I wouldn’t be surprised to find Hazeldine’s compositions appearing in the credits of some upcoming televised series, as the restrain perceived through his minimalism can easily fit within the foreground (and the background) of a scene. The spotlighted piano tells a wistful tale, but without the darker shadows which often appear within the noir-fi style of the genre. Instead the music is pensive, elegant and grand, striking all the right chords this morning, as the clouds are slowly replaced by the sun.

    Mastered by Rafael Anton Irisarri, I’d like to recommend this album for fans of Bersarin Quartett, Oland Mill, Bing & Ruth, Brambles, Moon Ate the Dark, Christina Vantzou, A Winged Victory for the Sullen, and, for obvious reasons, Field Rotation (that’s above mentioned Christoph Berg).”

    Headphone Commute

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  • Antonymes “(For Now We See) Through A Glass Dimly” Reviewed at PopNews

    [Translated from the French via Google]

    “The new disc of Antonymes is not a season record but rather whether or as responding to the doubts and heat of our summer. Fresh ideas proposed can not be refused, especially when she is dressed in finery Post Rock or Neo-Classical.

    In summer, the pace slows down, we let win by heat. Slowly but surely, it is diluted in a few drops of sweat. So we seek some corners of shade, serene spaces where you can not see trucks mow crowds or hate speech which kill the good consciences.

    The music saves us everything and ourselves. Without that we want, without anyone really knowing. Take the draft Ian M.Hazeldine, Antonyms and his new album, “(For Now We See) Through A Glass Dimly”. It comes into friend. Yet, on paper, to read, the proposal could be a foil . Because here we speak of Post-Rock and Neo Classical. But in English, it is mainly a question of trying to create scenes with musical moods, sophisticated set designs. Beginning with the lyrical and evaporated “the Lure of the Land “, things are posed with dramatic increases of violin that are reminiscent of the best of Jóhann Jóhannsson.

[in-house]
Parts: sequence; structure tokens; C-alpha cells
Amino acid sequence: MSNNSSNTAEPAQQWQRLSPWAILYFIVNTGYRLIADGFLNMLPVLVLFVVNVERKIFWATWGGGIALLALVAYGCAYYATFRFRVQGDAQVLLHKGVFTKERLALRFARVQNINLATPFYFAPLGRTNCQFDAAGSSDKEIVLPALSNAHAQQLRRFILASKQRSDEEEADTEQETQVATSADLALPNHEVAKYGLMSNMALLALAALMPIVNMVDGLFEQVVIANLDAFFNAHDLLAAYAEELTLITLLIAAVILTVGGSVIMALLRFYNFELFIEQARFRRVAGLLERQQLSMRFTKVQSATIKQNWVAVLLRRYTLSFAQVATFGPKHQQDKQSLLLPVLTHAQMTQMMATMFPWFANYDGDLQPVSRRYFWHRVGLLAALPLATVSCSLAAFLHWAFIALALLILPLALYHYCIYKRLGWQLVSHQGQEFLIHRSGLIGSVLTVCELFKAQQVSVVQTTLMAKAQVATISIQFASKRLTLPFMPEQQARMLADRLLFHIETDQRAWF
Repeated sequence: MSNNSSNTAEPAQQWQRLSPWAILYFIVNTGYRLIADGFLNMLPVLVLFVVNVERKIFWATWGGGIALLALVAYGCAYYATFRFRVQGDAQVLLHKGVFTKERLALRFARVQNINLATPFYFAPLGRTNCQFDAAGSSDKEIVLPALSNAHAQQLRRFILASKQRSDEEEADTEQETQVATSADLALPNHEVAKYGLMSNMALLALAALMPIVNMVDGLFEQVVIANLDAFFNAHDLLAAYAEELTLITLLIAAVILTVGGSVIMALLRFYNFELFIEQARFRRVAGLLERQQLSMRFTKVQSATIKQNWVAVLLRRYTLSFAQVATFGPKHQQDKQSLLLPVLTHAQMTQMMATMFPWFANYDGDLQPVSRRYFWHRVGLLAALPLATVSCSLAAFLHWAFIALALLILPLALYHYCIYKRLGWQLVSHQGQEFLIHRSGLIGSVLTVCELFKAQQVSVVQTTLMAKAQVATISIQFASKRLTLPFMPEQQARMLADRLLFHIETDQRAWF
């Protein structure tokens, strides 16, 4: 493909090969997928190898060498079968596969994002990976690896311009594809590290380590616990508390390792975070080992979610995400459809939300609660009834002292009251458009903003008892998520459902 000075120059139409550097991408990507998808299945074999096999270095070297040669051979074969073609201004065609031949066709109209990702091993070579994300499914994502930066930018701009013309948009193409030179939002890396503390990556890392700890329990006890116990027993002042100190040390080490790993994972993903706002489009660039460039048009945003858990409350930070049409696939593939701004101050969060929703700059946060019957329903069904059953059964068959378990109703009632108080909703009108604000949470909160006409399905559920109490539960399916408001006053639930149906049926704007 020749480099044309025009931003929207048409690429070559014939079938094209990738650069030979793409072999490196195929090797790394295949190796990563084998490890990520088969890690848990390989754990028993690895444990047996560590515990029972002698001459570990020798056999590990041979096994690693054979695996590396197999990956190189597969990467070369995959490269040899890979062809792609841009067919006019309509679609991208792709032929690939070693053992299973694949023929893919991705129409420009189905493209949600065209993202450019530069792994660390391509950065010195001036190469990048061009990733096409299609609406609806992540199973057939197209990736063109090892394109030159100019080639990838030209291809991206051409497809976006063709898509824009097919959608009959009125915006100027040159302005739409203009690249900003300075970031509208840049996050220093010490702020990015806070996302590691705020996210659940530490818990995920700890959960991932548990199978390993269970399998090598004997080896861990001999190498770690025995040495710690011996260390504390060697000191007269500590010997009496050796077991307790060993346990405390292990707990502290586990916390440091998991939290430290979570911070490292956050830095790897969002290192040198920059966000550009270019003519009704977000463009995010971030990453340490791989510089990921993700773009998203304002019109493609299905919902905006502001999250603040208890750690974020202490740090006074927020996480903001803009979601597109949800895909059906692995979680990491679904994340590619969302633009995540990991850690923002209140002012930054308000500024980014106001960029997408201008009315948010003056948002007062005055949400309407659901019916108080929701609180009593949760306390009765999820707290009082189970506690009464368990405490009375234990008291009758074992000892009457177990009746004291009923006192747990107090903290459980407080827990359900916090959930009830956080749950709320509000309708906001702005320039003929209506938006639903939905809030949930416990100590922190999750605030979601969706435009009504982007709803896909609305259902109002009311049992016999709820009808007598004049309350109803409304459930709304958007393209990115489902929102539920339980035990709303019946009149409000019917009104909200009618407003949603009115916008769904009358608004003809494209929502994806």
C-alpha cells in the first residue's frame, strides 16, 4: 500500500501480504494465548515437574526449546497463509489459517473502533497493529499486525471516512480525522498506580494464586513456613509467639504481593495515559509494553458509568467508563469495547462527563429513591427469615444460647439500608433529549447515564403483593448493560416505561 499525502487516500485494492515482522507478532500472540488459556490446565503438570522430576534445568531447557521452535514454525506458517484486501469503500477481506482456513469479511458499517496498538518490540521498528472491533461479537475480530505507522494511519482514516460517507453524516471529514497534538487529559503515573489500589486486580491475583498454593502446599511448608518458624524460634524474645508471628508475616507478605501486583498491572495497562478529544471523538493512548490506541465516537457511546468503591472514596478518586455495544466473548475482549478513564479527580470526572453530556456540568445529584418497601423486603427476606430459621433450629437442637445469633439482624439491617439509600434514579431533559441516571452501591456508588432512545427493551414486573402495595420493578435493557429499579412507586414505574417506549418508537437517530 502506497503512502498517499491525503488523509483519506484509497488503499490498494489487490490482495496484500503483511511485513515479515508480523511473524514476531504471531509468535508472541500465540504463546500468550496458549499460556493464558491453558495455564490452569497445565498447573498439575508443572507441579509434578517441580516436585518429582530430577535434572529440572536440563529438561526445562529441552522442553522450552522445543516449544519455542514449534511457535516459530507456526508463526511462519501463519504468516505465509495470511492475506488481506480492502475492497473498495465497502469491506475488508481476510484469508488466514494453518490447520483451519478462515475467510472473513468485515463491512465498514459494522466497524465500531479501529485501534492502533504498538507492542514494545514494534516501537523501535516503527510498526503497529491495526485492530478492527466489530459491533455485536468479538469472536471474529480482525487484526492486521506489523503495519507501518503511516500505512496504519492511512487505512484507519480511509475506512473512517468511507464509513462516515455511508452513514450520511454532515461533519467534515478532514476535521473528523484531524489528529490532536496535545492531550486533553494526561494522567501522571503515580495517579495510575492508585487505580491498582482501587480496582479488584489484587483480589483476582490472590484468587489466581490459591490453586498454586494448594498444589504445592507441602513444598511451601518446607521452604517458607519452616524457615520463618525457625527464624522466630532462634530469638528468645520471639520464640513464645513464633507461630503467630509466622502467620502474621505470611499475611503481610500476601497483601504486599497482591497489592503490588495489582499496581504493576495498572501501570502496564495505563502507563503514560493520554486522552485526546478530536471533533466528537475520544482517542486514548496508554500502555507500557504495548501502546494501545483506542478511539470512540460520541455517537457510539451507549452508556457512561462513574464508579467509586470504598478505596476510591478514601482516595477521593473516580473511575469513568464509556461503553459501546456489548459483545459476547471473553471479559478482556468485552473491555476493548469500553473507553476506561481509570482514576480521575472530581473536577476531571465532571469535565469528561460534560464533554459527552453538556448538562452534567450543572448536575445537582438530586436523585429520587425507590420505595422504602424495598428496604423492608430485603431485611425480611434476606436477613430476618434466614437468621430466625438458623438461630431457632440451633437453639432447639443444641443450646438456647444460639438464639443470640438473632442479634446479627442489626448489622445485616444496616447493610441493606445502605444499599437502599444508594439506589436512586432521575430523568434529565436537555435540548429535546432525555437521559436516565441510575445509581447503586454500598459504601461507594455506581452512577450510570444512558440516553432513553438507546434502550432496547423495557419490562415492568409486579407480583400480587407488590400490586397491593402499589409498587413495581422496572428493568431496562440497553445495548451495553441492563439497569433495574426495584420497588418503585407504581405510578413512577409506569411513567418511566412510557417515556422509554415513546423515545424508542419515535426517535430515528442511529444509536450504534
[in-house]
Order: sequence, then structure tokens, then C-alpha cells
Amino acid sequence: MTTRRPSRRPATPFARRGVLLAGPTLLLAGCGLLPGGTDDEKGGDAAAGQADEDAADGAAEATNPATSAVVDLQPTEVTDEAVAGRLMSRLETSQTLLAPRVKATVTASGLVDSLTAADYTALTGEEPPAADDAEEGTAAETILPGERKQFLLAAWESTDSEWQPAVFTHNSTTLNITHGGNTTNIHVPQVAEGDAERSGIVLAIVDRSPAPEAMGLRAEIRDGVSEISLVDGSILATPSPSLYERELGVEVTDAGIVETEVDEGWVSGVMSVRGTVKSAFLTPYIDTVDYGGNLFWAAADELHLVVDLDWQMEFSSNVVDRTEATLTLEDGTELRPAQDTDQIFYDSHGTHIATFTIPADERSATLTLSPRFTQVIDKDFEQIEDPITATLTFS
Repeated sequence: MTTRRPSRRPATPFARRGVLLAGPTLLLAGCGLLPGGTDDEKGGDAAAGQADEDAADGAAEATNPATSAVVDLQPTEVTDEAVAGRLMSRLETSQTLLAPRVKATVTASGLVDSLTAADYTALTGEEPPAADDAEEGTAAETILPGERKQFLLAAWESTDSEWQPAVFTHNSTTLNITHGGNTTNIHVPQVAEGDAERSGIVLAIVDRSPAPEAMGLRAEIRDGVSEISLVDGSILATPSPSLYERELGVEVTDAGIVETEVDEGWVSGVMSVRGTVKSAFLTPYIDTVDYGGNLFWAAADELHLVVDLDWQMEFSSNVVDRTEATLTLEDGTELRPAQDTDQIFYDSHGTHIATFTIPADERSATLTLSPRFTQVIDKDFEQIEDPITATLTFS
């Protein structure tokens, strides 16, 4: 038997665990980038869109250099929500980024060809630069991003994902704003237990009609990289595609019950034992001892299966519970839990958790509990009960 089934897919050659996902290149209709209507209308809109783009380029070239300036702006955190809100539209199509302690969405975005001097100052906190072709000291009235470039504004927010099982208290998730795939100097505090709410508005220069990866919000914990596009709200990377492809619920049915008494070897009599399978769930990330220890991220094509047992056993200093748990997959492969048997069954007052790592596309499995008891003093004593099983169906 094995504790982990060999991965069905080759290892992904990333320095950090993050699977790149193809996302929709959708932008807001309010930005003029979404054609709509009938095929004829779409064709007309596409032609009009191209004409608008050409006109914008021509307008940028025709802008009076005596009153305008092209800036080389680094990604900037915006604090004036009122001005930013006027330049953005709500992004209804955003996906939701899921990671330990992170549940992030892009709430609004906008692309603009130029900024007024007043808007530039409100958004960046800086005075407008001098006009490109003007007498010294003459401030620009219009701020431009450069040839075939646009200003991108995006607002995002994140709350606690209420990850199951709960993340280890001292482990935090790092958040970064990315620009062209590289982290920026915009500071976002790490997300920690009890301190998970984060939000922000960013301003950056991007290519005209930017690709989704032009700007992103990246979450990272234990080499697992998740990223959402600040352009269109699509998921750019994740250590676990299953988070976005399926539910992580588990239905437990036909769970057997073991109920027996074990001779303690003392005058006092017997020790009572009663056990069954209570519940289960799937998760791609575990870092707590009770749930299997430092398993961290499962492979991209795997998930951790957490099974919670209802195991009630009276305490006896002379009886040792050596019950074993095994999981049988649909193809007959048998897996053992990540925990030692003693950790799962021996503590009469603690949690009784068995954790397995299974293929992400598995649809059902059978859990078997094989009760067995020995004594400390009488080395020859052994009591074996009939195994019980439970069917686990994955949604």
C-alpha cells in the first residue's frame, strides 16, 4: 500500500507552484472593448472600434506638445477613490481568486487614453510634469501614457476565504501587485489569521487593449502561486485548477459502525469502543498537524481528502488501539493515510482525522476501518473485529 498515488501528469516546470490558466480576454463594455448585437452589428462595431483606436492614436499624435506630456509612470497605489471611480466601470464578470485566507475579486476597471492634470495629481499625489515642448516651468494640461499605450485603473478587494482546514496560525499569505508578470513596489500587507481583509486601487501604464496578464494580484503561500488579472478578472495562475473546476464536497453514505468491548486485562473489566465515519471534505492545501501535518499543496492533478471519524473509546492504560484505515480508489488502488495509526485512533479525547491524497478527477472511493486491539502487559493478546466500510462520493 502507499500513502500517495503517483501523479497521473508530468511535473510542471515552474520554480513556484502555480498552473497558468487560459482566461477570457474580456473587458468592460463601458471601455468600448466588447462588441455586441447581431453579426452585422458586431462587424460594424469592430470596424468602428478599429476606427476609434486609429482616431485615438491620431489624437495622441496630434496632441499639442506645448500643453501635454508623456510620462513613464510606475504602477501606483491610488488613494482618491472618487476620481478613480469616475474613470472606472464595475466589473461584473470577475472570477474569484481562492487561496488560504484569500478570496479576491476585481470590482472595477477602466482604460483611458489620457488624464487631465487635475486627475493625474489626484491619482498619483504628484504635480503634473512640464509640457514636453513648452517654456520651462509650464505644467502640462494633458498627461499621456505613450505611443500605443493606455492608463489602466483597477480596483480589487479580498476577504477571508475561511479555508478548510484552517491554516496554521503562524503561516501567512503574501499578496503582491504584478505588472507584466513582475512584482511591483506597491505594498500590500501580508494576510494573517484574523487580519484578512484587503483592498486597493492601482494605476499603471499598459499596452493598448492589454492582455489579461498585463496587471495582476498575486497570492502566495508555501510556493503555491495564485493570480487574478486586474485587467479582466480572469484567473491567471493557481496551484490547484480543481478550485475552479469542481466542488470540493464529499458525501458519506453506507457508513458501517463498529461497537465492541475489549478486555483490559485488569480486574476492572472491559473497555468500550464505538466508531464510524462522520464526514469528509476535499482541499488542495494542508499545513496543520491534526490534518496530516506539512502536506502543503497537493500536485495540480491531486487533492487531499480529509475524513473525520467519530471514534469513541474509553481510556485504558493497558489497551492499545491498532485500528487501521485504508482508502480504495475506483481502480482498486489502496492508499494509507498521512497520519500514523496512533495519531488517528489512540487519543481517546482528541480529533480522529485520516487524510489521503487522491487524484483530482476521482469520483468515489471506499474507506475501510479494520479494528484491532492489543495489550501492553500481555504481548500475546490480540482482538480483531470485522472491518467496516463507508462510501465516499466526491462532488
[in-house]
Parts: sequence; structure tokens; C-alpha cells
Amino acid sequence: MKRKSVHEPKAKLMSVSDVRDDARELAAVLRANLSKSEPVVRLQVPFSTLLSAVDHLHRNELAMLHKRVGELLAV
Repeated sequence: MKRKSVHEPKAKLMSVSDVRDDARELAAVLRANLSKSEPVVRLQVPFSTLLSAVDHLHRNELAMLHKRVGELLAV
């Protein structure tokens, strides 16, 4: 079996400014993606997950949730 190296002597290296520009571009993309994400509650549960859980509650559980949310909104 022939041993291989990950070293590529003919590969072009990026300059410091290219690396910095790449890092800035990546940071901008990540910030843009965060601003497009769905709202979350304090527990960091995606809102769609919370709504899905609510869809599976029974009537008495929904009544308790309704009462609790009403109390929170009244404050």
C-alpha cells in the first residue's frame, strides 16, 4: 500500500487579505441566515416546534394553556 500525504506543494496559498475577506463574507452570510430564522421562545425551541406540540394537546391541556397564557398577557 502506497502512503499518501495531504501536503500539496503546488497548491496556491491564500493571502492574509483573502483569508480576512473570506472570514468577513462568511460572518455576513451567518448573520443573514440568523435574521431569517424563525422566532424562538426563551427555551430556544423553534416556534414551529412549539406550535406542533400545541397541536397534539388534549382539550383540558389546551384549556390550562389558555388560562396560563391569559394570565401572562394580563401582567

Sometimes in the album, there are songs like quiet islands awaiting to be discovered. This is true of “Elegy (I)” which grabs you and does not let go. It’s like the meeting between Arve Henriksen and singer Patrick Cassidy as the folklore of a forgotten world. If you can remember or do not feel a shiver through you, I can only advise you to consult your doctor as soon as possible.

    The least we can say is that Ian M Hazeldine knows to surround himself. No less Christoph Berg, Paul Morley or Rafael Anton Irissari who mixed the disc. Moreover we feel the leg of Mr. disseminated any lightweight disk.

    “Towards Tragedy And Dissolution” college in the same territories as the wonders that can do when they met Ketil Bjørnstad and David Darling. We often think of the ECM label for this science delicacy. It would suffice to not much to it flimsy house of cards and get lost in an ocean of anecdotes or boredom. Ian M.Hazeldine remains on the bridge throughout the disk and whether with “delicate Power” or “Elegy (IV)” as a variant the famous island of the first, he slowly develops a much stronger structure than it seems. resistant to our doubts, our consumer weariness. for what creates the attraction of this disc, the immediacy time surface is that it takes time to leave approached.